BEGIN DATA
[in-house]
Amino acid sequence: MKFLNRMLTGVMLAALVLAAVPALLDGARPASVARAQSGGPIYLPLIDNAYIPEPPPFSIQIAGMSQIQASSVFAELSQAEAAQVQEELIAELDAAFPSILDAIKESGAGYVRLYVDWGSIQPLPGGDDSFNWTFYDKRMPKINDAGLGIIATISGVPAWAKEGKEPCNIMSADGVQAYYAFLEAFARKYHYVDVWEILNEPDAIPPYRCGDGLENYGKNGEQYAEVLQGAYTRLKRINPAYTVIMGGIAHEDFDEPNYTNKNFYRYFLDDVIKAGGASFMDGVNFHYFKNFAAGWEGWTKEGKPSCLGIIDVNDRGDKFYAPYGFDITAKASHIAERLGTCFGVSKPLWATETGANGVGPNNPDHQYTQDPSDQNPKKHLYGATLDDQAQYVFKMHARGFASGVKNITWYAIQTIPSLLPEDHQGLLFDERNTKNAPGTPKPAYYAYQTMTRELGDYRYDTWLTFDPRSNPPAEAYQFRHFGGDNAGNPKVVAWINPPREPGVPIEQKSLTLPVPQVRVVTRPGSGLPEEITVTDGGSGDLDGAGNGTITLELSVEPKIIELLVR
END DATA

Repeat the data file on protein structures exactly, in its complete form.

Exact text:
[in-house]
Amino acid sequence: MKFLNRMLTGVMLAALVLAAVPALLDGARPASVARAQSGGPIYLPLIDNAYIPEPPPFSIQIAGMSQIQASSVFAELSQAEAAQVQEELIAELDAAFPSILDAIKESGAGYVRLYVDWGSIQPLPGGDDSFNWTFYDKRMPKINDAGLGIIATISGVPAWAKEGKEPCNIMSADGVQAYYAFLEAFARKYHYVDVWEILNEPDAIPPYRCGDGLENYGKNGEQYAEVLQGAYTRLKRINPAYTVIMGGIAHEDFDEPNYTNKNFYRYFLDDVIKAGGASFMDGVNFHYFKNFAAGWEGWTKEGKPSCLGIIDVNDRGDKFYAPYGFDITAKASHIAERLGTCFGVSKPLWATETGANGVGPNNPDHQYTQDPSDQNPKKHLYGATLDDQAQYVFKMHARGFASGVKNITWYAIQTIPSLLPEDHQGLLFDERNTKNAPGTPKPAYYAYQTMTRELGDYRYDTWLTFDPRSNPPAEAYQFRHFGGDNAGNPKVVAWINPPREPGVPIEQKSLTLPVPQVRVVTRPGSGLPEEITVTDGGSGDLDGAGNGTITLELSVEPKIIELLVR